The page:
One of the moonlit works that Julius Olsson, father of the original St Ives School of painters, was most famed for. Unusually, with its low horizon, this composition is dominated by the moonlit sky and light-funnelling cloud structure.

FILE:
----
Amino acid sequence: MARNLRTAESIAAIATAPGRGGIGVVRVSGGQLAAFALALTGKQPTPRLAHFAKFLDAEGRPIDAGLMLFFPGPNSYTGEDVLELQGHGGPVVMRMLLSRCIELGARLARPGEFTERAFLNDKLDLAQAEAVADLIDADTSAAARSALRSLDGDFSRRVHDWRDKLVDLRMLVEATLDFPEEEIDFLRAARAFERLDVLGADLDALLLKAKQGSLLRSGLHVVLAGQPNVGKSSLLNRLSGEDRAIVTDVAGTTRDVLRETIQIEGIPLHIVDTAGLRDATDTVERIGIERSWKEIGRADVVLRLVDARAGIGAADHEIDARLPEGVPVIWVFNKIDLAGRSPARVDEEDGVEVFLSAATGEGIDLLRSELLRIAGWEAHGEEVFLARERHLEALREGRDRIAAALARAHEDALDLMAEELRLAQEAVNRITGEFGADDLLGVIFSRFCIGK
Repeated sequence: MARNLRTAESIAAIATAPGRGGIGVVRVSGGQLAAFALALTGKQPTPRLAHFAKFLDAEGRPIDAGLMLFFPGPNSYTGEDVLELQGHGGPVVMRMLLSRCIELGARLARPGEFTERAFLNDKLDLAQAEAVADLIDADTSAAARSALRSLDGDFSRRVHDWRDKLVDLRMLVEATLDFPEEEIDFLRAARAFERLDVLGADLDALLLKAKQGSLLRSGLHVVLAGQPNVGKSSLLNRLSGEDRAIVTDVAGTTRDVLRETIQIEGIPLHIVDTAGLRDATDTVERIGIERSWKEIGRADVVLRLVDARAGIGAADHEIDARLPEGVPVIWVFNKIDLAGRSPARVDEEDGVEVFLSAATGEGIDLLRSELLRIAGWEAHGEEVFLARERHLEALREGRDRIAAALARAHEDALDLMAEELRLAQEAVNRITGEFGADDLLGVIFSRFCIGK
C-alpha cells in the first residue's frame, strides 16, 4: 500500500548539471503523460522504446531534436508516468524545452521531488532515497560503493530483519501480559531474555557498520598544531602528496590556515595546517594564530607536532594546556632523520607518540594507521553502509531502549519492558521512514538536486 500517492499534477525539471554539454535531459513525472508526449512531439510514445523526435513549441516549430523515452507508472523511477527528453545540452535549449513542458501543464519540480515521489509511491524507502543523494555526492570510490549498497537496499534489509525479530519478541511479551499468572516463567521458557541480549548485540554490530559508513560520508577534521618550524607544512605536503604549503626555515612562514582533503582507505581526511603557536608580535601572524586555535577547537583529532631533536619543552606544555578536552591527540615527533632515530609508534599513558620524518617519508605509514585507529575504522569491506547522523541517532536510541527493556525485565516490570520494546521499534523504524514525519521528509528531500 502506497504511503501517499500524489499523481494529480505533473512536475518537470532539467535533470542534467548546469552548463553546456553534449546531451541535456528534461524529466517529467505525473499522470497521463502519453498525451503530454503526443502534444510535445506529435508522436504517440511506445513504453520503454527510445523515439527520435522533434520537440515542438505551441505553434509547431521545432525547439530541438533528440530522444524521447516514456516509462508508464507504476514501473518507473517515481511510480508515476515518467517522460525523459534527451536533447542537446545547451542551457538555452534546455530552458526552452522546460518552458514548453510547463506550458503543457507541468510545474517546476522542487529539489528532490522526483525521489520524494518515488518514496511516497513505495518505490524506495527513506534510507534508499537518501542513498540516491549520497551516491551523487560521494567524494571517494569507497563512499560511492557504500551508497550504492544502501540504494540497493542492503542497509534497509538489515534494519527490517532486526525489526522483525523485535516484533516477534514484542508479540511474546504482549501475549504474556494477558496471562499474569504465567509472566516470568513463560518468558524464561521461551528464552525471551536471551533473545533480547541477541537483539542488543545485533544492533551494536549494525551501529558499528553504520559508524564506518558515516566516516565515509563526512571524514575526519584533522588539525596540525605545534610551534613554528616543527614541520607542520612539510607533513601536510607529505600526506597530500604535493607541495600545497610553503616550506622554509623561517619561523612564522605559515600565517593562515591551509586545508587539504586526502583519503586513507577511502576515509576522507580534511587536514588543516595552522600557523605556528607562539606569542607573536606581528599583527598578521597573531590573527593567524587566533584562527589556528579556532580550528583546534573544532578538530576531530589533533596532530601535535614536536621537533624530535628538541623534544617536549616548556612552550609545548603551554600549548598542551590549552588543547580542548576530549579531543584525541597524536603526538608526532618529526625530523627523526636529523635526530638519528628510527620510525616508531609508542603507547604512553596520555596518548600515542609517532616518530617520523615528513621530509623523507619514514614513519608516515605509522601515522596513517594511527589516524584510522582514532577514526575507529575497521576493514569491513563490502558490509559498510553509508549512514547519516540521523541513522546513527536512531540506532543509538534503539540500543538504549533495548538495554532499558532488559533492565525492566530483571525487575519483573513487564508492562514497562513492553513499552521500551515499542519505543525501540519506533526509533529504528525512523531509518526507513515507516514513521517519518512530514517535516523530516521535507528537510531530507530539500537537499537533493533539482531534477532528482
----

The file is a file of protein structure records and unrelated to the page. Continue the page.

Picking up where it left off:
Julius Olsson, father of the first St Ives' School of painters, was famed for his beautiful renderings of moonlit seascapes captured off the northwest coast of Cornwall. The most famous example of his romantic naturalism is ‘Moonlit Shore’, exhibited at the Royal Academy in 1911 where it was purchased by the Trustees of the Chantry Bequest and presented to the Tate Gallery, in whose collection it remains. The present work, whilst more modest, shares a number of executional details with Moonlit Shore; the moon is just out of frame but illuminates the boldly painted cloud structures. A floodlit pool is cast upon the ocean, whilst the moonlight picks out the surf of the breaking waves in the foreground but the headlands are more simply rendered by the artist, lying as they do in shadow. The palette is cerulean blue, yellows and white. Olsson was the master of such nighttime seascapes and Moonlit Sky is his impressionistic rendering of a Cornish night when the cloud structures appear to funnel the moonlight onto the sea below.